After my ultra marathon, I took an (almost) 2 month break from running. I did cycle during that time, but did't run at all. During the first week of February, I was so excited to hit the pavement again. I ran 3 miles, and was surprised that the pain in my left hip-flexor was slightly still there. After my second 3 miles a few days later, I was limping that later that evening. And after my third 3 miles, students were asking me the next day if I was okay.
Coming to terms with the fact that I couldn't even do 3 miles without pain and realizing that I had to back out of the Ragnar Relay was really defeating. My identity is so closely tied to running...and the thought of not getting back out there for those long conversations with my friends was really upsetting. I wouldn't be loosing friendships per say, but I would be loosing quality time with running friends that I enjoyed.
But, did I really ever enjoy my long runs? I have to say - never. After the fact, sure ... if only for the fact that it was done. Like anytime a negative stimulus is removed, you appreciate the fact it is gone. I often dreaded my long runs for a few days before, and was wiped out after. Not just physically exhausted - but physically as well. I have to say, I'm not much of a conversationalist the day of any long run over 14 miles.
At what point does the cost outweigh the benefit? Even if I get myself to a point where I have no injuries and no pain while running (I will get there - I just need a little more time off and possibly some physical therapy) do I want to continue my long runs? No.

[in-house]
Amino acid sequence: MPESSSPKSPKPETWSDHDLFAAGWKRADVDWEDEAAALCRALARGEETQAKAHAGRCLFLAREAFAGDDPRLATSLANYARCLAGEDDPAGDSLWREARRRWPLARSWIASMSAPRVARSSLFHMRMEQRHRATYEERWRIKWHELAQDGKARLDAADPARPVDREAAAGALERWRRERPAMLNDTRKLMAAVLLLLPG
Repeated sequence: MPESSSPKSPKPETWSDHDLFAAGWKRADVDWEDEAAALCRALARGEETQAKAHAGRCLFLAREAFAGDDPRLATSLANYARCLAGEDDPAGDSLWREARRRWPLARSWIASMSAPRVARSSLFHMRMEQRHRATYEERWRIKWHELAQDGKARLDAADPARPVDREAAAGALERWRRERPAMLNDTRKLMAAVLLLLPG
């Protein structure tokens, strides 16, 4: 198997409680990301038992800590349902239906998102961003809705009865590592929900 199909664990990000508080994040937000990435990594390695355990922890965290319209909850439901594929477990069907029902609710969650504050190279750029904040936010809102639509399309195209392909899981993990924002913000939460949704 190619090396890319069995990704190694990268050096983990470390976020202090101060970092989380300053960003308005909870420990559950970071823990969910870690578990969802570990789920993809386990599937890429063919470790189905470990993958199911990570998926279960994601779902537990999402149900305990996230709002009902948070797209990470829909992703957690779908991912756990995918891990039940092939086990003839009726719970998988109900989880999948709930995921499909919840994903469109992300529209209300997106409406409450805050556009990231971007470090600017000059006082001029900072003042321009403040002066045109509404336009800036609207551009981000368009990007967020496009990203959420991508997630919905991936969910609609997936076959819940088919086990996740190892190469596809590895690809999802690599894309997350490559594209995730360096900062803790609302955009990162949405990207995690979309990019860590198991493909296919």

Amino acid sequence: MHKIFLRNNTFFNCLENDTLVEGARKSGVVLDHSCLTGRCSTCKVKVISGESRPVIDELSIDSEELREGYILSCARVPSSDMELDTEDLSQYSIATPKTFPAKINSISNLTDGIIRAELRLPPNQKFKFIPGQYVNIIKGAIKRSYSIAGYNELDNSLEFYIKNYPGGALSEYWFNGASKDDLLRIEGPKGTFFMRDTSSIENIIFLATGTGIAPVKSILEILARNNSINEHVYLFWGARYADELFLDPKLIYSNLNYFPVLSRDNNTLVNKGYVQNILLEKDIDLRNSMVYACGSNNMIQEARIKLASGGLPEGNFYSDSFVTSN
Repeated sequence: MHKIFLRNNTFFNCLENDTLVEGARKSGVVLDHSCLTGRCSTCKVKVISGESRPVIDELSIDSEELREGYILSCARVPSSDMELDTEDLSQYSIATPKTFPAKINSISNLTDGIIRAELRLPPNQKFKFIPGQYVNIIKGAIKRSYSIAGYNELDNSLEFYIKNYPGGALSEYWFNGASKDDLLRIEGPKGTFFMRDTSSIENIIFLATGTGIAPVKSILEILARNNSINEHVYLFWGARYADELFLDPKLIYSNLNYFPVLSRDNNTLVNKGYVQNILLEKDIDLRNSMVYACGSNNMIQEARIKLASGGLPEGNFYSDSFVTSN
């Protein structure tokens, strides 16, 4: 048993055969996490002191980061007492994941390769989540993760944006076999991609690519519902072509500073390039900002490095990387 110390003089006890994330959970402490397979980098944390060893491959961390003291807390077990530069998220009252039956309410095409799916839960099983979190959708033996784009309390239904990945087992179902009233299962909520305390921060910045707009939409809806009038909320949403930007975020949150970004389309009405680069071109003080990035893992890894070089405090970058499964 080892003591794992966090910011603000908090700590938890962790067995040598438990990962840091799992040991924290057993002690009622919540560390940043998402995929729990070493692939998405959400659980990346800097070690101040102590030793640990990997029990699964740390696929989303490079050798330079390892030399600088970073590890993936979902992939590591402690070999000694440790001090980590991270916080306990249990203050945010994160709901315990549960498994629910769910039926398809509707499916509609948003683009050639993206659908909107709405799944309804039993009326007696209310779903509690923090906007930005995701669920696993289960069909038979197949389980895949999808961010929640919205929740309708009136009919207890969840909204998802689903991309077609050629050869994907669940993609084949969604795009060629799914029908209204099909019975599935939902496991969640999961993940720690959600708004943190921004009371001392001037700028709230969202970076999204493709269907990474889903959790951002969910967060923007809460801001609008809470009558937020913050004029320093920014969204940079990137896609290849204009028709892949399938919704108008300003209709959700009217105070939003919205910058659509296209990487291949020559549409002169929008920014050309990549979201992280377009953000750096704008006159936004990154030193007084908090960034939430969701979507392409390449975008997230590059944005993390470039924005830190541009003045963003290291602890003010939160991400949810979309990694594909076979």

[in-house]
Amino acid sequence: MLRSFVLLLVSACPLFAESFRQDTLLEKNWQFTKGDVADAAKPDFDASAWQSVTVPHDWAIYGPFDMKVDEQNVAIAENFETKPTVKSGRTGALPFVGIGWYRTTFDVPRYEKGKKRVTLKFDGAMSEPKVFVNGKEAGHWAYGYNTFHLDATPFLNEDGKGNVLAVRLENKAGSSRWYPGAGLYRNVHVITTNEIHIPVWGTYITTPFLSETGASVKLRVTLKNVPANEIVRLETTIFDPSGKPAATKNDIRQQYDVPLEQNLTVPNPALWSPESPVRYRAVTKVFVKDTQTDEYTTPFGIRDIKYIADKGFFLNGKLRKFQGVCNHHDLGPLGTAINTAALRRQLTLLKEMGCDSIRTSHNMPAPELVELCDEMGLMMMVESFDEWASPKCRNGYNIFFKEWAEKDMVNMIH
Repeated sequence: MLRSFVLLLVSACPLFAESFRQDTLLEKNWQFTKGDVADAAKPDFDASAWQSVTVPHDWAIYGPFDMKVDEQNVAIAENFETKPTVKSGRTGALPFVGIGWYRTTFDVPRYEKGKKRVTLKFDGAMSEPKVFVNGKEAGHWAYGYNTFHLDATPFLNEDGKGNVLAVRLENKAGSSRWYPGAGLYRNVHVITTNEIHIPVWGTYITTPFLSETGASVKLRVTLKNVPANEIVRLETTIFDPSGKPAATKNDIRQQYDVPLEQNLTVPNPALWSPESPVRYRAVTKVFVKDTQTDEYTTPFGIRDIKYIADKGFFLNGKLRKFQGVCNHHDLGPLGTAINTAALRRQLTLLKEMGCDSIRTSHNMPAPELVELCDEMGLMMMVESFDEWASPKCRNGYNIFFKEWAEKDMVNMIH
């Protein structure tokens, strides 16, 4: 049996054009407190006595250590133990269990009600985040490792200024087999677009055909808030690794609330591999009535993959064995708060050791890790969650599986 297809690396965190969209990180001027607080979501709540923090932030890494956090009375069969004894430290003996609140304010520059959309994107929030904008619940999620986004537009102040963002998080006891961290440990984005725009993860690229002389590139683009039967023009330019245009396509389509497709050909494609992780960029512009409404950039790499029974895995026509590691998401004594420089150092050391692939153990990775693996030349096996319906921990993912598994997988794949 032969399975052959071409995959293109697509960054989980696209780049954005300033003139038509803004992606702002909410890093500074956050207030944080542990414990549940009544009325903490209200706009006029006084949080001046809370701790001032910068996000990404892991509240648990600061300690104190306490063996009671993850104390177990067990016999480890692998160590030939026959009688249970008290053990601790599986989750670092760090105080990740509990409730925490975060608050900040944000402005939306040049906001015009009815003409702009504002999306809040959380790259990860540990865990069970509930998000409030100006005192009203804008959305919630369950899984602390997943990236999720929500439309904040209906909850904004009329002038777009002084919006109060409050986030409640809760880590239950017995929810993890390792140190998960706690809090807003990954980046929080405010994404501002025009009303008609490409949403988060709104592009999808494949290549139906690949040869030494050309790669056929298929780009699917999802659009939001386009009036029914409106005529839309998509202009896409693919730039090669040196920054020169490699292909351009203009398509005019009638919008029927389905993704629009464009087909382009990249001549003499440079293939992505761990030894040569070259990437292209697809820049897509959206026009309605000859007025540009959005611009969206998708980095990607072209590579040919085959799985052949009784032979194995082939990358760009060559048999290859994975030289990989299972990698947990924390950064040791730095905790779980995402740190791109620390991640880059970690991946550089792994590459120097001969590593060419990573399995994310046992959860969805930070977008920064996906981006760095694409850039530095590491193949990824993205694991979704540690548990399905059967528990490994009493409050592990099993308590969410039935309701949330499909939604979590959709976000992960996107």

In examining what I love about running, and why I want to keep it in my life I have:
- Mood boost
- Reduction in stress
- Fitness level
- Probably more reasons I'm not thinking of right now
But, I get all of that with a 3 mile run! My mood isn't elevated more after a long run that lasts 3-4 hours! In fact, it's the opposite. I'm tired, wiped out, and don't want to do anything. And, as I look toward the future and having a family some day, I can see myself taking 4 hours for a run, heck I could even push a kid in the stroller...but what I cannot imagine is being laid up on the couch the rest of the day, vegging out and not even wanting to interact, cook dinner or do laundry!
And then there's those darn free radicals. When you're taxing your body that much, you do produce free radicals. Free radicals are what cause cellular damage. Cellular damage is what causes cancer. It's one of the reasons distance runners can have compromised immune systems and are supposed to eat anti-oxidant rich foods. Is it really worth the risk? For me, no.
I went to a Sports Medicine doctor earlier this week. He said I need a little more recovery time to heal my chronically inflamed hip-flexors, possible some physical therapy and adoption of a slightly different running style (barefoot). But when I mentioned the above concerns - including cellular damage, he said that I would be hard pressed to find a doctor that agrees that distance running is the key to physical fitness. He said there are more efficient ways to utilize my time and become a more fit, well rounded athlete. And of course this can include running - speed workouts are especially beneficial!
And so, I plan to shift my focus. Running will still be an integral part of my life...it just won't be the all-consuming, time-sinking 'distance' running that I never really liked to begin with. Once I'm fully healed, I plan to start doing speed training, which energizes me and gives me the biggest mood-boost of all, combined with running 3-5 miles more frequently. Signing up for events and races helps hold me accountable and makes me train, so I'll still do that. It's just that for now, they will be the much more manageable 1/2 marathons.